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Fashion and Laughter at the White House Correspondents Dinner

The annual White House Correspondents’ Dinner offered the first chance for President Barack Obama to poke a bit of fun at himself on a major D.C. stage.

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Michelle Obama in Michael Kors.

Photo By MANDEL NGAN/AFP/Getty Images

Hollywood, fashion, finance and politics flocked to Washington on Saturday night for the annual White House Correspondents’ Dinner, the first chance for President Barack Obama to poke a bit of fun at himself on a major D.C. stage. The 2,500 guests who attended the gala at the Washington Hilton were met with smiles, cameras, handshakes and bubbly chatter about attendees’ fashion choices. First Lady Michelle Obama opted for a magenta Michael Kors dress, and many female attendees followed the First Lady’s lead and wore bright colors for the evening.

But at least two members of the new administration stayed mum on their designer choices: White House Social Secretary Desirée Rogers, who wore a long pink gown, and senior adviser Valerie Jarrett, wearing a long, structured metallic dress. When asked several times about their sartorial choices, both women — who have rapidly become fashion plates among the Washington elite — deflected the question with pursed lips and coy stares.

Instead, the two focused on the gathering of Obama fans, which included Tom Cruise and Katie Holmes, Steven Spielberg, George Lucas, Demi Moore and Ashton Kutcher, Eva Longoria Parker, Owen Wilson, Donatella Versace, Stevie Wonder, Kenneth Cole, Jason Wu and a smattering of mayors, diplomats and ambassadors.

New York City Mayor Michael Bloomberg succinctly summed up the night. “This event is a lot of nice people getting together, hopefully they’ll have a little bit to drink, say hello and make some new friends,” he said.

“The thing that I like so far is people aren’t shy,” said Rogers, who sat with Cole, Alicia Keys, Narciso Rodriguez and Kerry Washington at a table hosted by Glamour. “They’re coming up, they’re talking about things we’re doing at the White House, they’re introducing themselves, they’re taking pictures. Everyone seems to be really comfortable here. I like that part.”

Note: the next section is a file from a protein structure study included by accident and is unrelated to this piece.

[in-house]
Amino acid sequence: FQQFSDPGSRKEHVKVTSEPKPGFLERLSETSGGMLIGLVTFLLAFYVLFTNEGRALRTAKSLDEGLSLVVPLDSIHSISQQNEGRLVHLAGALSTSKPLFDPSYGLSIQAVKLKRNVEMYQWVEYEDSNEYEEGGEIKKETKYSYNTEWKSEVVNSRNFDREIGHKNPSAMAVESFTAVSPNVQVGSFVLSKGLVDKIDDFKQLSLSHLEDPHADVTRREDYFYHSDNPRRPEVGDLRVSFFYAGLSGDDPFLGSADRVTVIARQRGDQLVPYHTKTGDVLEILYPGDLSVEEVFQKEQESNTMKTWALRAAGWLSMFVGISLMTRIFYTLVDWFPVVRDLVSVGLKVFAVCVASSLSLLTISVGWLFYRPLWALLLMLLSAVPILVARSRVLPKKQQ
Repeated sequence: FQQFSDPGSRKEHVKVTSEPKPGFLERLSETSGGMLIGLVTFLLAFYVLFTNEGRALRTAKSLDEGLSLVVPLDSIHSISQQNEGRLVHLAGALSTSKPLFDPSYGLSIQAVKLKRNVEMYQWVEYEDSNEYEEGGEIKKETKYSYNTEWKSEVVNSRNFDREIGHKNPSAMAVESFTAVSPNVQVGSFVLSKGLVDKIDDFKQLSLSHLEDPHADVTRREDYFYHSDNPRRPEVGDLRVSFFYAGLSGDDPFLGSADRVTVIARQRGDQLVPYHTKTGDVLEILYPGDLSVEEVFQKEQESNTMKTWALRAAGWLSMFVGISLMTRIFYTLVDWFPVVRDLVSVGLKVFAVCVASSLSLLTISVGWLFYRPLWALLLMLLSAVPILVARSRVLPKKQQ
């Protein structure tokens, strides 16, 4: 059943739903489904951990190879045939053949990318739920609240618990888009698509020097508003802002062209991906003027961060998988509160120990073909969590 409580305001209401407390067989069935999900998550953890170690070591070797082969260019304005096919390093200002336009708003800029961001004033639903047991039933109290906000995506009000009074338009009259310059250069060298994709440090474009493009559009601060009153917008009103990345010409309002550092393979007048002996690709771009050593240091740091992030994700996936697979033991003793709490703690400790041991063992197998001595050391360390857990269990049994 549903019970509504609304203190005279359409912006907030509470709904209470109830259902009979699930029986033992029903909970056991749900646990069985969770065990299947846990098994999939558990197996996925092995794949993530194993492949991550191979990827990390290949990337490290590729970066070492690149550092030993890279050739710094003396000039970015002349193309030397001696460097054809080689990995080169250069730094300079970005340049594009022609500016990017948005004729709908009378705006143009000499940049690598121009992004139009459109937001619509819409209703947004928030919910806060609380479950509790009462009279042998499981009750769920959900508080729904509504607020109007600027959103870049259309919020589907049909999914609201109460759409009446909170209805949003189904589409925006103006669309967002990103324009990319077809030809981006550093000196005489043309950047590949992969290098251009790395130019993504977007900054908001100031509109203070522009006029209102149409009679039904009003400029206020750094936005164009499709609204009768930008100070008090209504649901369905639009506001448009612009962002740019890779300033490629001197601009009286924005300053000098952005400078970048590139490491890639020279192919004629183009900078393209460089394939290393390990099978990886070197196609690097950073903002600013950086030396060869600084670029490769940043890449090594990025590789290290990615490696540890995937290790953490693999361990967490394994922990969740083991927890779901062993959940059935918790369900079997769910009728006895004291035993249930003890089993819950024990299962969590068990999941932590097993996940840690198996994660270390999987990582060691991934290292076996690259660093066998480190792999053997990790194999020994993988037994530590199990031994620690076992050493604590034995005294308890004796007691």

In the crush in the Hilton hotel lobby, guests shuffled between cocktail parties in a crowded corridor that often left reporters shoulder-to-shoulder with celebrities ranging from the intelligent to the overwhelmingly good-looking. Overheard on the way to the ballroom: Look! “Gossip Girl” actors Chace Crawford and Ed Westwick! There’s Timothy Geithner! Oops, excuse me, Rahm Emanuel, but mind stepping aside while I get a picture of Kerry Washington? And is that Rick Schroder?

“It’s a very curious spirit here,” said Rodriguez, observing the buzzing ballroom. “D.C. is completely different in spirit from last year to this year, on so many levels, fashion being one of them that impacts us directly. It’s a beautiful place to be.”

During dinner, Cruise caused a commotion in the center of the ballroom, standing to chat and take photos with a lineup of fans — male and female — that ran 30 people deep. Cruise and Holmes sat at a table hosted by Vanity Fair.

Once Obama took the stage, his riffs on his fellow Democrats, Republicans and himself had guests in stitches.

On former Vice President Dick Cheney, who was not in attendance: “He is very busy working on his memoirs, tentatively titled, ‘How to Shoot Friends and Interrogate People.’” On Secretary of State Hillary Rodham Clinton on the closeness of their relationship: “The minute she got back from Mexico, she pulled me into a hug and said I should go down there myself.” On Emanuel, the White House Chief of Staff: “[Mother’s Day] is a tough holiday for Rahm Emanuel because he’s not used to saying the word ‘day’ after ‘mother.’” Even the First Lady received some slight ribbing: “She has helped to bridge the differences that have divided us for so long because no matter which party you belong to, we can all agree that Michelle has the right to bear arms.”

Obama was the warm-up act for comedienne Wanda Sykes, who let loose a few zingers on Washington’s elite that at times pushed the line of taste (which many attendees didn’t mind). Joking about the media’s love for Obama, she said, “You guys have been favorable towards the President. It’s funny to me that they never caught you smoking, but they always catch you with your shirt off. I know you’re into this transparency thing, but I don’t need to see your nipples.”

For Versace, who attended in 2008, this year “was much better. It was more relaxed and much more fun.” After dinner, guest opted for one of two big after parties: the high-energy party at the Corcoran Gallery of Art hosted by Capitol File, and the Vanity Fair/Bloomberg party at Residence of the French Ambassador Pierre Vimont.

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